The Frederick Douglass Papers at the Library of Congress presents the papers of the nineteenth-century African American abolitionist who escaped from slavery and then risked his freedom by becoming an outspoken antislavery lecturer, writer, and publisher. The online collection, containing approximately 7,400 items (38,000 images), spans the years 1841-1964, with the bulk of the material dating from 1862 to 1865. Many of Douglass’s earlier writings were destroyed when his house in Rochester, New York, burned in 1872.
The collection is organized in the following series:
The Frederick Douglass Papers were originally in the library at Cedar Hill, Douglass’s home in Anacostia, Washington, D.C., from 1878 until his death in1895. In 1900 Helen Pitts Douglass, Douglass’s second wife, established the Frederick Douglass Memorial and Historical Association so that the home and its contents might be maintained after her death. The association held the property from 1903 until 1916, when it joined forces with the National Association of Colored Women’s Clubs. In 1962 Congress declared Cedar Hill a national historical site, and ownership of the home and its contents was transferred to the National Park Service.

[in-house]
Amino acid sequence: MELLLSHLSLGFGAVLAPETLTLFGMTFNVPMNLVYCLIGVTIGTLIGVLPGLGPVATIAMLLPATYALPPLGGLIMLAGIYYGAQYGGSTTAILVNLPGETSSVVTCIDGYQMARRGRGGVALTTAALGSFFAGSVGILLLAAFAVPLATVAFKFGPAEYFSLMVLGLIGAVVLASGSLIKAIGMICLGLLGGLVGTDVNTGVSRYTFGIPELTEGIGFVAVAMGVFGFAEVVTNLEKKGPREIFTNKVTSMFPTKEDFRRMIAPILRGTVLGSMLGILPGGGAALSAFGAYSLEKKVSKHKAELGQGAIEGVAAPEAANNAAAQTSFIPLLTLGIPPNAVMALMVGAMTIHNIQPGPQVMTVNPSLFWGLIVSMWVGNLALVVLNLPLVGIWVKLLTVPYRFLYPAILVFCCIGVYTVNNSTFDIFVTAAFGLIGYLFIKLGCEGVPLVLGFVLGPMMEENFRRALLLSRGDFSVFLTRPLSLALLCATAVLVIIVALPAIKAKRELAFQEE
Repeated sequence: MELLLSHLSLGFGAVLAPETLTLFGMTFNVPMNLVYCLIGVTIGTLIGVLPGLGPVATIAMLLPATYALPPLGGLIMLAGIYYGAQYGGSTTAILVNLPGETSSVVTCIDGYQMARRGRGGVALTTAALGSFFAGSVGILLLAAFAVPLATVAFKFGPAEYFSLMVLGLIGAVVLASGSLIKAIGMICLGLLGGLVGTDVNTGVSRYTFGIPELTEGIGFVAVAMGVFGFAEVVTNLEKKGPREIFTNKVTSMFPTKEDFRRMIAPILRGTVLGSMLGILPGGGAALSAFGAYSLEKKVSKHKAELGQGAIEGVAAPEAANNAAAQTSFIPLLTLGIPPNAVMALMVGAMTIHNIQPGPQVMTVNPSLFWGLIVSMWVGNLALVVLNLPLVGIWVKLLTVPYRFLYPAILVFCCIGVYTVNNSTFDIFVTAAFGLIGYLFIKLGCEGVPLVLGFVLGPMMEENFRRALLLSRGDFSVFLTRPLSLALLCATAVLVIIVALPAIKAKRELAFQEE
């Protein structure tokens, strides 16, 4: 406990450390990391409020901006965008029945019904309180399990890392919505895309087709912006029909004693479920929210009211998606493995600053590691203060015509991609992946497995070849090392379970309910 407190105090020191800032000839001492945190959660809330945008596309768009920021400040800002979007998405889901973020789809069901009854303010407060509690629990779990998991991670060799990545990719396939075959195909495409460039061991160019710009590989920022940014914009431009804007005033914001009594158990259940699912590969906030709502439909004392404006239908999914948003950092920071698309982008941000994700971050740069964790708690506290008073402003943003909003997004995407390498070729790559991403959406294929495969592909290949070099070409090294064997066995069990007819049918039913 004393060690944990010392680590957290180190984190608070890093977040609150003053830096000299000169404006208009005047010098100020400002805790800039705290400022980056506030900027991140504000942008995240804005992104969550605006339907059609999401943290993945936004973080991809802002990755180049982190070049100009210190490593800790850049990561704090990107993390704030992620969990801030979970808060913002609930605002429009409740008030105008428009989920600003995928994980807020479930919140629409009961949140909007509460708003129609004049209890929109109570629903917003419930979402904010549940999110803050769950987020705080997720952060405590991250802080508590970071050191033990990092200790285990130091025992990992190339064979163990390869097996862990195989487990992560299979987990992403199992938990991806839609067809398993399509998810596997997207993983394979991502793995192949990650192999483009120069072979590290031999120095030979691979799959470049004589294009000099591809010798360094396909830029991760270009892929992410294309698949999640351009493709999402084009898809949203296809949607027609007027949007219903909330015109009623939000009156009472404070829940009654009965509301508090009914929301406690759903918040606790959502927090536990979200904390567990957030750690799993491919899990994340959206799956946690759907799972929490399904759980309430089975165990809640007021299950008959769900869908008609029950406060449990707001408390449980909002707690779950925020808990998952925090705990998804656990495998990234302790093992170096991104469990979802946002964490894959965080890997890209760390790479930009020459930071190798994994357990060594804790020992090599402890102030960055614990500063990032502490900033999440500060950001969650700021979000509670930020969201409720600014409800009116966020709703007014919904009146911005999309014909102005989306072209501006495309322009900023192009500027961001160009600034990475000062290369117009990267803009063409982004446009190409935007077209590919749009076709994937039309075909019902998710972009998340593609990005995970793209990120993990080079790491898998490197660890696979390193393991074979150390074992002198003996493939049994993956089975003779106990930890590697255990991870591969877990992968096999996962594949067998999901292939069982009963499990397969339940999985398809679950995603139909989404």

The National Park Service transferred the Frederick Douglass Papers to the Library of Congress between 1972 and 1974 to ensure their proper custodial care and to make them more readily accessible to researchers. In 1975 additional Douglass materials were acquired by the Library of Congress and added to the Frederick Douglass Papers as the Addition I Series. The papers were microfilmed and made available to the public. The online Frederick Douglass Papers at the Library of Congress has been digitally scanned from a thirty-four-reel microfilm set. Since the microfilming was performed, additional materials have been received; they are currently contained in the Addition II Series. These new materials have not been microfilmed and are not included yet in this online collection.
Frederick Douglass documented many instances of racial prejudice and violence in his papers. Therefore, some of the materials in this online historical collection contain language or negative stereotypes that may be offensive to some readers.